A photograph of a Canadian Pacific train traveling by a lake.

A decline in revenue dampened Canadian Pacific’s (NYSE: CP) profits for the third quarter.

CP’s net income was C$598 million (US$453 million), or $4.41 per diluted share, for the third quarter of 2020, compared with $618 million, or $4.46 per diluted share, in the third quarter of 2019. This was a 3% decline year-over-year. All figures are in Canadian dollars. 

“This quarter played out as we expected. Following our record Q2 performance, we steadily built momentum through the quarter and finished strong,” said CP President and CEO Keith Creel. “Thanks to our industry-leading operating model and world-class employees, we have persevered throughout 2020 and have significant momentum as we approach 2021.”

(Canadian Pacific)

Revenue slipped 6% to $1.86 billion. Of that, freight revenue also fell 6% to $1.82 billion as revenue gains for grain, potash, forest products and automotive weren’t enough to offset losses for coal and the categories of metals, minerals and consumer products, and energy, plastics and chemicals. Intermodal revenue was also down year-over-year.

Meanwhile, a 2% reduction in operating expenses helped to offset the revenue decline. Operating expenses were $1.08 billion in the third quarter, compared with $1.11 billion a year ago.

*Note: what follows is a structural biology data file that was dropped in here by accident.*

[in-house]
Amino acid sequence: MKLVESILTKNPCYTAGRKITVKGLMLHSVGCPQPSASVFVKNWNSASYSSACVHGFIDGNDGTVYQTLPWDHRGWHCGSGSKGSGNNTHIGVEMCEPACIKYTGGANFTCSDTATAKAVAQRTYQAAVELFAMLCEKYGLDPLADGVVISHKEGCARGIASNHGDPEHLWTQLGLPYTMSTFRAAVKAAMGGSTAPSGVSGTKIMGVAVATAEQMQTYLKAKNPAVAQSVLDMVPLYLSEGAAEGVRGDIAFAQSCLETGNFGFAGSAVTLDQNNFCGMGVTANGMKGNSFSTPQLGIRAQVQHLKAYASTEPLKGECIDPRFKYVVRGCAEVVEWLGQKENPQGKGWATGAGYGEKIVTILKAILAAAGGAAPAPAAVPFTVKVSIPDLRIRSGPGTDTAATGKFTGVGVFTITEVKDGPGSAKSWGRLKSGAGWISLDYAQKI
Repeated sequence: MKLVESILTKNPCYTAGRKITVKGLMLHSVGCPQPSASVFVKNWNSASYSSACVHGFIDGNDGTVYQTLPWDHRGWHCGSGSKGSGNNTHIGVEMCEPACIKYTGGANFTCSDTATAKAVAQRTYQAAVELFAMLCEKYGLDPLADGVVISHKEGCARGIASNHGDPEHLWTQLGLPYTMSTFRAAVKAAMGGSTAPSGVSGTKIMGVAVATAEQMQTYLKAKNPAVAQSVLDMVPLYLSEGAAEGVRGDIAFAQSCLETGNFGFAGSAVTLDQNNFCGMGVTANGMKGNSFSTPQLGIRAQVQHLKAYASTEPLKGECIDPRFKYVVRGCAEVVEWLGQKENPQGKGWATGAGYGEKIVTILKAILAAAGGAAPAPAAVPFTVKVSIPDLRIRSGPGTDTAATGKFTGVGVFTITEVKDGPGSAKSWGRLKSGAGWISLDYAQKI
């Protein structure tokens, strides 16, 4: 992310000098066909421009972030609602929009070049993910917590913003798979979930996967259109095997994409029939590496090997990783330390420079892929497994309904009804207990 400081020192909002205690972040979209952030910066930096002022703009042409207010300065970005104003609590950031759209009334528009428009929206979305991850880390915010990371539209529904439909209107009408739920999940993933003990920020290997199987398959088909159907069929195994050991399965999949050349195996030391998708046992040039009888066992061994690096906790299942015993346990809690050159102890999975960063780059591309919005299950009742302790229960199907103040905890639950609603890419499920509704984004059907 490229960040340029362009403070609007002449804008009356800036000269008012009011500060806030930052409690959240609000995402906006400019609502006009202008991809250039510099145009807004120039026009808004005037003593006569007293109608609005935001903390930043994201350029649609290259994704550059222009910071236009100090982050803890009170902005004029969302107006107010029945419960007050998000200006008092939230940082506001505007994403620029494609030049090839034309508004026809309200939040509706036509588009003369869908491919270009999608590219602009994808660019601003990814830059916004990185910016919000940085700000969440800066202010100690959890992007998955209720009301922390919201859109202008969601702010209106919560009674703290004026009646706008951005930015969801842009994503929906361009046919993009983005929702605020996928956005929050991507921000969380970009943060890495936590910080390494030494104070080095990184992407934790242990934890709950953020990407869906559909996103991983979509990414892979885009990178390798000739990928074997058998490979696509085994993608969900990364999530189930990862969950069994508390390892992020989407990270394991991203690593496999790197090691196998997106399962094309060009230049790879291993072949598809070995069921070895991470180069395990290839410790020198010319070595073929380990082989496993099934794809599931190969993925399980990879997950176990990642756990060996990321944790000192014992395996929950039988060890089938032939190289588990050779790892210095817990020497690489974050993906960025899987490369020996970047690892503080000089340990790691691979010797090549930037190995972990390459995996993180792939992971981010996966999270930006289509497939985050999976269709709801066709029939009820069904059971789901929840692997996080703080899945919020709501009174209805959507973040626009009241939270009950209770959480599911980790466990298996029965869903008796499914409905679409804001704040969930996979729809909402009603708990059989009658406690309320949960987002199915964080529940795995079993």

CP’s operating ratio rose slightly to 58.2% compared with 56.1% in the third quarter of 2019. Operating ratio is a metric that can be used to gauge the financial health of a company, with a lower percentage implying improved health.

(Canadian Pacific)

“Our third quarter highlighted the strength of our bulk franchise and the power of our domestic intermodal and automotive operations,” Creel said. “Additionally, we built on our record average train weights and train lengths from Q2 and carried that through Q3. We remain committed to innovating and to making incremental, sustainable gains.”

Service metrics were mixed in the third quarter. Average terminal dwell time rose 16% to 6.7 hours from 5.8 hours year-over-year, but average train speed was roughly steady, falling 0.1% to 22.5 mph from 22.7 mph. 

Average train weights rose 7% and average train lengths were up 9%, two qualities that CP characterized as “strong operational performance.”

(Canadian Pacific)

CP’s updated outlook for 2020 includes expectations that revenue-ton miles will be in the low-single-digits. Freight revenue per revenue-ton mile is in cents. CP also expects adjusted diluted earnings per share (EPS) growth will be in the mid-single digits. Capital expenditures will remain at around $1.6 billion. 

“We continue to deliver for our customers and for the North American economy,” Creel said. “With Q4 volumes up 8 percent quarter to date and a strong outlook for the remainder of the year, we have raised our guidance to at least mid-single-digit adjusted diluted EPS growth. Given the strength of our operating model and growing momentum across our business, I remain confident that the best is yet to come.”

Click here for more FreightWaves articles by Joanna Marsh.

Related articles:

CP to own Detroit River Rail Tunnel in $312M deal

Winter weather, COVID-19, trade uncertainties factor into Canadian railways’ operational plans

CP, Maersk ink deal to develop Vancouver transload and distribution facility

Railways see untapped potential in Atlantic Canada ports